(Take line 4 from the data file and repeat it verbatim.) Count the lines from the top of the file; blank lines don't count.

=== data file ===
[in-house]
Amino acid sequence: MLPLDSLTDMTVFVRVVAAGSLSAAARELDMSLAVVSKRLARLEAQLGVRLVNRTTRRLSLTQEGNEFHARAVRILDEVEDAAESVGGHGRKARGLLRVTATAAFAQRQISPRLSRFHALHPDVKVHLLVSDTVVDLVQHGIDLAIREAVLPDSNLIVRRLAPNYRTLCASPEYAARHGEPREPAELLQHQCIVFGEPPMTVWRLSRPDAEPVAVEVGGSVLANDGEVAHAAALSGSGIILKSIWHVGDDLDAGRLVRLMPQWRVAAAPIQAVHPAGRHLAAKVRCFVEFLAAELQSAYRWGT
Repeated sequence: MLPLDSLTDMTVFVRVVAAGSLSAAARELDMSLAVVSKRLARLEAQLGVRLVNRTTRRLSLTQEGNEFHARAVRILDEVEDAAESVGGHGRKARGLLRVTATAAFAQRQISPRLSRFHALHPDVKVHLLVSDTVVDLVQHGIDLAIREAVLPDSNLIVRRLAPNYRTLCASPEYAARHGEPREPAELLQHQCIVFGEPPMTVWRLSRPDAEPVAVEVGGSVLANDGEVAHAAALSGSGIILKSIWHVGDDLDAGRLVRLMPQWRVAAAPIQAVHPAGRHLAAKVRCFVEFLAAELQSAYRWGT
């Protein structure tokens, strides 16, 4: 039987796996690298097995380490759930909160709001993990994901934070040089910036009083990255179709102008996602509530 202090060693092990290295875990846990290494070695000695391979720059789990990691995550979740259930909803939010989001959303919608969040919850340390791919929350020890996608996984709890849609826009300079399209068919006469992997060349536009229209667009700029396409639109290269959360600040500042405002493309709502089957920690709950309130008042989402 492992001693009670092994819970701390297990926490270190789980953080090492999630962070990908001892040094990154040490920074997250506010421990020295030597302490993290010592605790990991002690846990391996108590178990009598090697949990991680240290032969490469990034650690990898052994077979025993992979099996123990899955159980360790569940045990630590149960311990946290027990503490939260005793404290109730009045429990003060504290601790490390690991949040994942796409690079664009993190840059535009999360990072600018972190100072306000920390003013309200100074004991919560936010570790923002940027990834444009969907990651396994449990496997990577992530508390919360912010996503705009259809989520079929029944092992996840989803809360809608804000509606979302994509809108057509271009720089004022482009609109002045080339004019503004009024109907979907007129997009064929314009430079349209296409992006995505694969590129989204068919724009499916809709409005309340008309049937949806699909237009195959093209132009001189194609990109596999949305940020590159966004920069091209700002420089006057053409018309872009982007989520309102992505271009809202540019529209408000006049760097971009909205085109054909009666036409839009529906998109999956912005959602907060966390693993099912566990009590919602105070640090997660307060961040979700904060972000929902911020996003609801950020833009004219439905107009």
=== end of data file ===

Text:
């Protein structure tokens, strides 16, 4: 039987796996690298097995380490759930909160709001993990994901934070040089910036009083990255179709102008996602509530 202090060693092990290295875990846990290494070695000695391979720059789990990691995550979740259930909803939010989001959303919608969040919850340390791919929350020890996608996984709890849609826009300079399209068919006469992997060349536009229209667009700029396409639109290269959360600040500042405002493309709502089957920690709950309130008042989402 492992001693009670092994819970701390297990926490270190789980953080090492999630962070990908001892040094990154040490920074997250506010421990020295030597302490993290010592605790990991002690846990391996108590178990009598090697949990991680240290032969490469990034650690990898052994077979025993992979099996123990899955159980360790569940045990630590149960311990946290027990503490939260005793404290109730009045429990003060504290601790490390690991949040994942796409690079664009993190840059535009999360990072600018972190100072306000920390003013309200100074004991919560936010570790923002940027990834444009969907990651396994449990496997990577992530508390919360912010996503705009259809989520079929029944092992996840989803809360809608804000509606979302994509809108057509271009720089004022482009609109002045080339004019503004009024109907979907007129997009064929314009430079349209296409992006995505694969590129989204068919724009499916809709409005309340008309049937949806699909237009195959093209132009001189194609990109596999949305940020590159966004920069091209700002420089006057053409018309872009982007989520309102992505271009809202540019529209408000006049760097971009909205085109054909009666036409839009529906998109999956912005959602907060966390693993099912566990009590919602105070640090997660307060961040979700904060972000929902911020996003609801950020833009004219439905107009």